Does your church have a funding plan?
No, not a budget. A budget is a spending plan that tells your money where to go. But don't you need to have money if you're going to end up spending money? That's the purpose of a funding plan - to get the money you need in order to make ministry happen.
Several years ago, my friends at The Rocket Company showed our finance team how to put together a great plan in one day. Here is what we learned.
1. Get Other People Involved
Please don't leave this project to the lead pastor or executive pastor. Take a half-day (or a full day) once a year and get out of town with the staff and volunteers in your church who spend the money in your operating budget. Don't worry about where someone fits on your org chart; invite anyone and everyone who is responsible for the money being spent next year.
There are two reasons for extending this invitation. First, it helps everyone understand that a spending plan (your budget) has to be funded. Second, each person at this retreat will walk away responsible for some part of the funding plan. Everyone influences the decisions that they will have to carry out in the coming year.
2. Write It Down
Don't spend all day putting together a plan and then ruin it by assuming that everyone will remember what to do. Write down WHAT you are going to do, WHEN you are going to do it, and WHO is responsible for making that part of the plan come to life.
3. Think Seasons
Instead of never asking for money or only asking for money when you have three bad giving weeks in a row, leverage the power of seasons. When you create your annual funding plan:
Teach on personal finances in January or February.
You have people in your church who spent way too much on Christmas. There are others who will make resolutions about getting their finances in order. Since they are already thinking about money, show them what the Bible says about the money God gives them.
And don't just teach theory or settle for a theology of wealth and giving; give them a system that enables them to grow their wealth and to be generous with it. NOTE - we have helped more than 50 people use YNAB, which has been a game changer for me personally.
Talk about automated giving in April or May.
A lot of churches take in less money during the summer because of travel and vacation. So why not take 2-3 weeks to talk about the importance of automated giving and show them how to do that through your giving platforms?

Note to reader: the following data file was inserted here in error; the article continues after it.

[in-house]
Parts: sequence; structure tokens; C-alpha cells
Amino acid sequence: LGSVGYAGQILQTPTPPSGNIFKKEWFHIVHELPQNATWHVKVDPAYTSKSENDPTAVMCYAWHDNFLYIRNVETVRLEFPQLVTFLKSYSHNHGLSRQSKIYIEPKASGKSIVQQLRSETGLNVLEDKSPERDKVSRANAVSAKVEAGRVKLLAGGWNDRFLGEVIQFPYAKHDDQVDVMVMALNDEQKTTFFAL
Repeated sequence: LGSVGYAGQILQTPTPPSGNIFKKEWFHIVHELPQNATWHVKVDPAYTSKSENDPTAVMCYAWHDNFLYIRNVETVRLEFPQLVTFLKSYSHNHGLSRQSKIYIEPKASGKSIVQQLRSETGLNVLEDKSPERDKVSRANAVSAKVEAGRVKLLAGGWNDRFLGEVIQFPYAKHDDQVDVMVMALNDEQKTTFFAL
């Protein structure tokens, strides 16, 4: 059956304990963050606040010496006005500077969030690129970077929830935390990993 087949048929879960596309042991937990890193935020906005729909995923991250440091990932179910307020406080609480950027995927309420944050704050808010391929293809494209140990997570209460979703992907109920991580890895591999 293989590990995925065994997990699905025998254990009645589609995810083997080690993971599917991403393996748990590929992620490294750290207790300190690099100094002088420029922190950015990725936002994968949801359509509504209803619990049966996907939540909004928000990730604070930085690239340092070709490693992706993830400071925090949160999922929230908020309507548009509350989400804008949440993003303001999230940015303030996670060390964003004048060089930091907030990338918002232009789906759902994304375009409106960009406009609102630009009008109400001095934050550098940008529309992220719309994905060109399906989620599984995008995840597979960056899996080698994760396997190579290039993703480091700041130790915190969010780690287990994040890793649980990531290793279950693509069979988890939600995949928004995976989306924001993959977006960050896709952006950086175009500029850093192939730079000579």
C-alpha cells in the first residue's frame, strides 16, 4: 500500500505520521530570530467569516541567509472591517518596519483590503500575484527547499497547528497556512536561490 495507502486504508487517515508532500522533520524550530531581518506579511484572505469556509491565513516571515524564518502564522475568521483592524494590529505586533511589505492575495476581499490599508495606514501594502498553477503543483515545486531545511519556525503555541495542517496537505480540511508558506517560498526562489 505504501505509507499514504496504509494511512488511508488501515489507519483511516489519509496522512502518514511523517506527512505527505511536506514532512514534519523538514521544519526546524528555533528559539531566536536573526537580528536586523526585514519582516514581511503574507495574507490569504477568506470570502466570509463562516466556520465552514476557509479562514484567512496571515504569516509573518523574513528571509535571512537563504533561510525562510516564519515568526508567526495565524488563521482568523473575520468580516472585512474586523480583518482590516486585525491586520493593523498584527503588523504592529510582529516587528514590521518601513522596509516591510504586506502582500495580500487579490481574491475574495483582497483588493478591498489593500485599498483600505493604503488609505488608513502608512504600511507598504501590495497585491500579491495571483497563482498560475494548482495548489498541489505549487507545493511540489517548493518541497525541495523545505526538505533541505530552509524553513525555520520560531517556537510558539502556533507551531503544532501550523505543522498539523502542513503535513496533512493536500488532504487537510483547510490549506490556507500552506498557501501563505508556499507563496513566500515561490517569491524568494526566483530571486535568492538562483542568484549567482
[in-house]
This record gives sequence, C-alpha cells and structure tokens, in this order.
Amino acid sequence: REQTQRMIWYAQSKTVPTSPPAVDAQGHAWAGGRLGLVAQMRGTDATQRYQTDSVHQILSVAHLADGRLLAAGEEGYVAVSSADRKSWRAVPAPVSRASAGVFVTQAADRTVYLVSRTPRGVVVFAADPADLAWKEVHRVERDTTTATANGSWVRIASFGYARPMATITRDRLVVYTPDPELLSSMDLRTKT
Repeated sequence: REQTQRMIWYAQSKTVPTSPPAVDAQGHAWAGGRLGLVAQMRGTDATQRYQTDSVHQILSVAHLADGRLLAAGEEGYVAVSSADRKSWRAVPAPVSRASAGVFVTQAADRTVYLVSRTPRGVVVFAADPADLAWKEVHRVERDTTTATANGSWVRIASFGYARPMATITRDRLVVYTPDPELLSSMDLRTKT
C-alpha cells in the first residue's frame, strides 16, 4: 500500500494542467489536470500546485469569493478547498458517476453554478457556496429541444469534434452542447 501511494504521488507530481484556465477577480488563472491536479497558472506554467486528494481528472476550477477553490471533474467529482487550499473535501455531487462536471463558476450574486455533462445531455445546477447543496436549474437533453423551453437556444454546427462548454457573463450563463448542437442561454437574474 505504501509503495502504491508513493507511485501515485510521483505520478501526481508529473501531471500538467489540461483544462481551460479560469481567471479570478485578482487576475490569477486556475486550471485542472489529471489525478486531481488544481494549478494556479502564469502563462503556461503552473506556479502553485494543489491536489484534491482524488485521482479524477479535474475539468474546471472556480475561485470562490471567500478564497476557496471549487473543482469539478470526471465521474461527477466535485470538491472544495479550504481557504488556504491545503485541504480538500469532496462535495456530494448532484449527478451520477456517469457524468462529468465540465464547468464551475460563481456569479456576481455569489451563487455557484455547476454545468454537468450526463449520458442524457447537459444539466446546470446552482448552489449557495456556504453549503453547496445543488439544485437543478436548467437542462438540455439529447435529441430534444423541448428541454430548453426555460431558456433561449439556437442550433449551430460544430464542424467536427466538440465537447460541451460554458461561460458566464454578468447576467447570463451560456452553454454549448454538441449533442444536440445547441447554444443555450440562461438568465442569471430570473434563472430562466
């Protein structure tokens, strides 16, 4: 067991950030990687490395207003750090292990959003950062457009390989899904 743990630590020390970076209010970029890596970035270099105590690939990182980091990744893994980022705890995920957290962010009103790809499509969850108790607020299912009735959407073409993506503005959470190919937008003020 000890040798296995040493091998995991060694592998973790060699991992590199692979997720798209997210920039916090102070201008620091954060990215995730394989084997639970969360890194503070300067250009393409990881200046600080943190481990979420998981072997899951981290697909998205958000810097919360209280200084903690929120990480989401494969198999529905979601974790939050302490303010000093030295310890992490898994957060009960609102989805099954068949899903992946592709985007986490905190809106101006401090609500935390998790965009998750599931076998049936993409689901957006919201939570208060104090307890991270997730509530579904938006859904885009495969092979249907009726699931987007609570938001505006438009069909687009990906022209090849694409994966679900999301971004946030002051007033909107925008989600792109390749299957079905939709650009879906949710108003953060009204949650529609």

Summer is a great time to invest in high capacity leaders.
Invite your top-10 givers over for dinner to connect relationally. Thank them for their investment; talk about what the church is doing the rest of the year; answer questions, and don't make an ask for more money. That will come later.
A lot of churches recast their vision during the fall.
That makes it a perfect time to create 3-4 financial goals that paint a picture of where you are going this next year. Ask people to give to these projects in addition to their regular giving.
Your church is primed to be generous during Christmas.
So create a year-end or Christmas Offering that you begin to roll out in October. Decide what kind of impact you want to make: hit a single (one week of your regular giving); double (two weeks of your regular giving); triple (three weeks of regular giving); home run (a month of regular giving); or grand slam (more than one month of regular giving).
Personally, thinking about seasons transformed the giving culture in our church. Instead of feeling like I was always asking people to give, our funding plan allows us to fund our church by inviting people to give in a way that makes sense.
Oh, one more thing. Once you have your plan segmented by season, go ahead and write down specific tasks that need to be carried out. And if you have time, go ahead and create actual content (videos, blog posts, emails) while everything is fresh on your mind and heart.
4. Do Something Weekly, Monthly, Quarterly, Annually
A plan on paper is just that - a plan. The magic happens when you do the work of consistently executing that plan. Here are a few ideas:
- Talk about giving in your gathering each week - how and where to give; stories about the impact of giving.
- Thank consistent givers each month via email.
- Have the right people review your financial documents each month to make sure you're funding plan and spending plan line up.
- Send a quarterly contribution statement and include an update on the work your church is doing.
- Take time once a quarter and spend five minutes in your gathering to let your church know where the money is going. No need to give details; let them know what percentage of the budget is going to operations, staffing and outreach and let them know if giving is on pace with your plans.
Look, I know how you feel. I've pastored a church of a few hundred people in a college town for more than a decade. Writing all of this brings back the anxiety of struggling to survive financially and the joy of having a workable plan that enables our church to do the work that God has called us to.
Do The Next Right Thing
Go ahead and determine what day you are going to develop your plan. If you are reading this in January-June, don't schedule anything until you get into the back half of the year. If you are reading this between July and December, set a date for the next 2-4 weeks.
Then invite your team. Anyone and everyone who spends the church's money needs to be part of developing your funding plan. It will give them perspective and ownership.